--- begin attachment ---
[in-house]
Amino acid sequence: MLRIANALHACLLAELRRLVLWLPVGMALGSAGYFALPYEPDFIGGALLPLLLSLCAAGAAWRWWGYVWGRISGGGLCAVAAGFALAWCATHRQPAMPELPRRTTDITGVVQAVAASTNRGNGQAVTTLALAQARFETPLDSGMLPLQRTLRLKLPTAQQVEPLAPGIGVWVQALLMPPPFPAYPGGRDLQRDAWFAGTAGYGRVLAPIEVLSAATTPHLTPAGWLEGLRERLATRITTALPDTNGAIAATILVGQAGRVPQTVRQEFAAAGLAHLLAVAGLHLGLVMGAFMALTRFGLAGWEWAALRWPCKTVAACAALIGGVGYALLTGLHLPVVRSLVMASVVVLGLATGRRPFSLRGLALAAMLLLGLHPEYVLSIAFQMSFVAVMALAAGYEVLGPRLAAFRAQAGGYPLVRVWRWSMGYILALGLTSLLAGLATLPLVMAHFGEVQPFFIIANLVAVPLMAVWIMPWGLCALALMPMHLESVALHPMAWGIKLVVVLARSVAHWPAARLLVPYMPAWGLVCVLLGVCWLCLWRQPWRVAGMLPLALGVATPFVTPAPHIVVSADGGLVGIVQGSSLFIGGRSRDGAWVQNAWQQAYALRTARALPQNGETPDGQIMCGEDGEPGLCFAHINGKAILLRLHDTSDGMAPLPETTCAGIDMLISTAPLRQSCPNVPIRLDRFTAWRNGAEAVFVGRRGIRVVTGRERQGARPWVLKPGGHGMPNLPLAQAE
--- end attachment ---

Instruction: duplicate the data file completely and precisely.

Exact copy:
[in-house]
Amino acid sequence: MLRIANALHACLLAELRRLVLWLPVGMALGSAGYFALPYEPDFIGGALLPLLLSLCAAGAAWRWWGYVWGRISGGGLCAVAAGFALAWCATHRQPAMPELPRRTTDITGVVQAVAASTNRGNGQAVTTLALAQARFETPLDSGMLPLQRTLRLKLPTAQQVEPLAPGIGVWVQALLMPPPFPAYPGGRDLQRDAWFAGTAGYGRVLAPIEVLSAATTPHLTPAGWLEGLRERLATRITTALPDTNGAIAATILVGQAGRVPQTVRQEFAAAGLAHLLAVAGLHLGLVMGAFMALTRFGLAGWEWAALRWPCKTVAACAALIGGVGYALLTGLHLPVVRSLVMASVVVLGLATGRRPFSLRGLALAAMLLLGLHPEYVLSIAFQMSFVAVMALAAGYEVLGPRLAAFRAQAGGYPLVRVWRWSMGYILALGLTSLLAGLATLPLVMAHFGEVQPFFIIANLVAVPLMAVWIMPWGLCALALMPMHLESVALHPMAWGIKLVVVLARSVAHWPAARLLVPYMPAWGLVCVLLGVCWLCLWRQPWRVAGMLPLALGVATPFVTPAPHIVVSADGGLVGIVQGSSLFIGGRSRDGAWVQNAWQQAYALRTARALPQNGETPDGQIMCGEDGEPGLCFAHINGKAILLRLHDTSDGMAPLPETTCAGIDMLISTAPLRQSCPNVPIRLDRFTAWRNGAEAVFVGRRGIRVVTGRERQGARPWVLKPGGHGMPNLPLAQAE